From SAMHSA's: Leading Change A plan for SAMHSA's roles and Actions 2011 - 2014.

"Recovery is a unique journey for each individual, and each person in recovery must choose the range of services and supports ranging from clinical treatment to peer services.   To facilitate resilience, recovery, and social inclusion, persons with mental health and substance abuse use disorders will also need to receive treatment for their co-occurring health problems.  Access to services must be paired with shared decision-making process between people in recovery and providers to determine how best to select, structure, and delivers services.  Like other aspects of health care and unless adjudicated by courts of law, people have the right to choose and determine what services and treatments best meet their needs and preferences.  Self-determination is the foundation of person-centered and consumer-driven recovery supports and systems, including such approaches as person-centered planning, shared decision making , and peer-operated services.  People in recovery should be meaningfully involved in all aspects of behavioral health services, including planning, policy development, training, delivery, administration, and research."

A mouthful for sure, but me me as a person with mental health and substance abuse use disorders while receiving treatment for my being HIV+, while being disabled I often question is my recovery 100% or half way or held back do to being on social security disability insurance that keeps me feeling isolated from my own queer community after following the goal of recovery that is exemplified through a life that includes:
  • Health----Overcoming or managing one's disease(s) as well as living in a physically and emotionally healthy way;
  • Home----A stable and safe place to live that that supports recovery;
  • Purpose----Meaningful daily activities, such as a job, school, volunteerism, family, care taking, or creative endeavors, and the independence, income, and resources to participate in society; and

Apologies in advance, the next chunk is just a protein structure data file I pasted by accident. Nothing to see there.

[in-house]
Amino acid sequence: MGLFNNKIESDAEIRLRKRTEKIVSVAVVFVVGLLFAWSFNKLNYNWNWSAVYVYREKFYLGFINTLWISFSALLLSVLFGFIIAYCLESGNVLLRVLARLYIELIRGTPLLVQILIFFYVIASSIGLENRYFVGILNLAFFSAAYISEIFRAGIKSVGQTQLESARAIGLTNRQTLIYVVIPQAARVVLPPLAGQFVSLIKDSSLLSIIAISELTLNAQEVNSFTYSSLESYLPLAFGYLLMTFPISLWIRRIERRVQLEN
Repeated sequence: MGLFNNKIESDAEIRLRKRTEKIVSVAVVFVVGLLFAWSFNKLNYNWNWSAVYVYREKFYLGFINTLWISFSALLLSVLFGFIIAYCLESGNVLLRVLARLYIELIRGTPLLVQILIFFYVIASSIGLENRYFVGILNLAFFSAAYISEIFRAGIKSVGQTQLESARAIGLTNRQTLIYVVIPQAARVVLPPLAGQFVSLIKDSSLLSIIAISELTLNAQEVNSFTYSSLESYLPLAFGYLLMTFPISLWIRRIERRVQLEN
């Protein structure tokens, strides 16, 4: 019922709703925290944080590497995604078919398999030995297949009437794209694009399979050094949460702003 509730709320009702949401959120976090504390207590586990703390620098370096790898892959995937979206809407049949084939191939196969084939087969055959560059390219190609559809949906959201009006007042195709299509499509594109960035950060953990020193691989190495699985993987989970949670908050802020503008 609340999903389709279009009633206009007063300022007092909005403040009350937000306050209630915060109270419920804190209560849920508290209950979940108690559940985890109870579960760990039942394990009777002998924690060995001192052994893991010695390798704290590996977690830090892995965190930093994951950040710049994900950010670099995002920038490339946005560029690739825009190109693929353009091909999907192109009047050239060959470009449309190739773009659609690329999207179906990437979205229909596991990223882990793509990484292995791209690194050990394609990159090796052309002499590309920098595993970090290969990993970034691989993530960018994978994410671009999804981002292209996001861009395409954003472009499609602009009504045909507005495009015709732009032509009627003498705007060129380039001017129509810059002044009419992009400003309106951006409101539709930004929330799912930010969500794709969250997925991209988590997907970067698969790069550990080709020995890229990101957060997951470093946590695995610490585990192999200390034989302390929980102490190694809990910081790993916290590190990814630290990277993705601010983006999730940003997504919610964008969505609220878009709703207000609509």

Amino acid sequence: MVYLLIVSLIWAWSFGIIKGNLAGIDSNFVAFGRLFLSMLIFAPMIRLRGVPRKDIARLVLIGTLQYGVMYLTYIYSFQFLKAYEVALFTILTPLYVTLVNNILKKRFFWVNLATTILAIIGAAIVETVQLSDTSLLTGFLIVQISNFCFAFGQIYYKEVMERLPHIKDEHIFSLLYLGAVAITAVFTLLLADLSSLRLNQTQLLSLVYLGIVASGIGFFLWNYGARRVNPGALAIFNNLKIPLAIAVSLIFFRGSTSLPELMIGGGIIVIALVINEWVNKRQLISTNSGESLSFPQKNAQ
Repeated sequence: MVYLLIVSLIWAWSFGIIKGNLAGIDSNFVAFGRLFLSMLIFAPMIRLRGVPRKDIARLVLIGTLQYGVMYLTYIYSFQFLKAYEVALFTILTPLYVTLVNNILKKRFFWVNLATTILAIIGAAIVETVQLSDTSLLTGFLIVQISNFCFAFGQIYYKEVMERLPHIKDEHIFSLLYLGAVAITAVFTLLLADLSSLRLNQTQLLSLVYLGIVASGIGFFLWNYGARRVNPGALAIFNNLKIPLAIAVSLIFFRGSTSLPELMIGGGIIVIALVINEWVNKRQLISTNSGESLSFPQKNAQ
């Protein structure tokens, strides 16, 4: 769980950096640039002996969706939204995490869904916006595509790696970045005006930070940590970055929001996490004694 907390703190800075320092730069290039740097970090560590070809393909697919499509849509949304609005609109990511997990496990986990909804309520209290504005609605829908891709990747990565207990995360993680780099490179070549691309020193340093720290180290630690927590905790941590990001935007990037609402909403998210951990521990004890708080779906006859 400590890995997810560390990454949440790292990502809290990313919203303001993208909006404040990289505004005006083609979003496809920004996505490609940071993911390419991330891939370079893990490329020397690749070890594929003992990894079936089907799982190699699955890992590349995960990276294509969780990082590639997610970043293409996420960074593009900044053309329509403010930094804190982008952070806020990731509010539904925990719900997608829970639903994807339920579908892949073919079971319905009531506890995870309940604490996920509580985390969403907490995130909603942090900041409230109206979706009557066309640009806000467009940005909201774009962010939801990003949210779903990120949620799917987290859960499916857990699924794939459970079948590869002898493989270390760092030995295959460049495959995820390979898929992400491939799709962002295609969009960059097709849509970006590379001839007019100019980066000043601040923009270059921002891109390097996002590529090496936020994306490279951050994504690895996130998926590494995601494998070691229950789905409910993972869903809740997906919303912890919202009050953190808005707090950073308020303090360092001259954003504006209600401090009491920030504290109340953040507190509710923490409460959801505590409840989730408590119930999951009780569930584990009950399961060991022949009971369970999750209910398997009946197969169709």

•  Community----Relationships and social networks that provide support, friendship, love and hope. 
I've mastered all of these things, managing my health, through disability as both a bipolar and HIV+ aging gay man secured affordable housing.  Secured through volunteering a job in itself, to that of a part-time job thanks to social security who has a model that supports part-time employment  with hopes of full time employment, a joggling act in itself as you need the Medicare and Medicaid if you qualify to pay for health care expenses and medications that exceed some $56,000+ a year, most of that costly medications.  Then lastly as a gay man who's aging, soon to be 56 years old, shunned by my peers do to the combined multiple stigmas from within my own LGBT community who if I'm on disability, managing my health, have a home, then why is it so hard to find community, relationships, social networks, love and hope and friendship.

It's my GLBT community that causes me to struggle as I don't meet their expectations of someone who's not just housed and has purpose, but in their eyes living in poverty as the model keeps you in poverty to have all of these things and be fully recovered is where I'm at soon to be 56 years of age.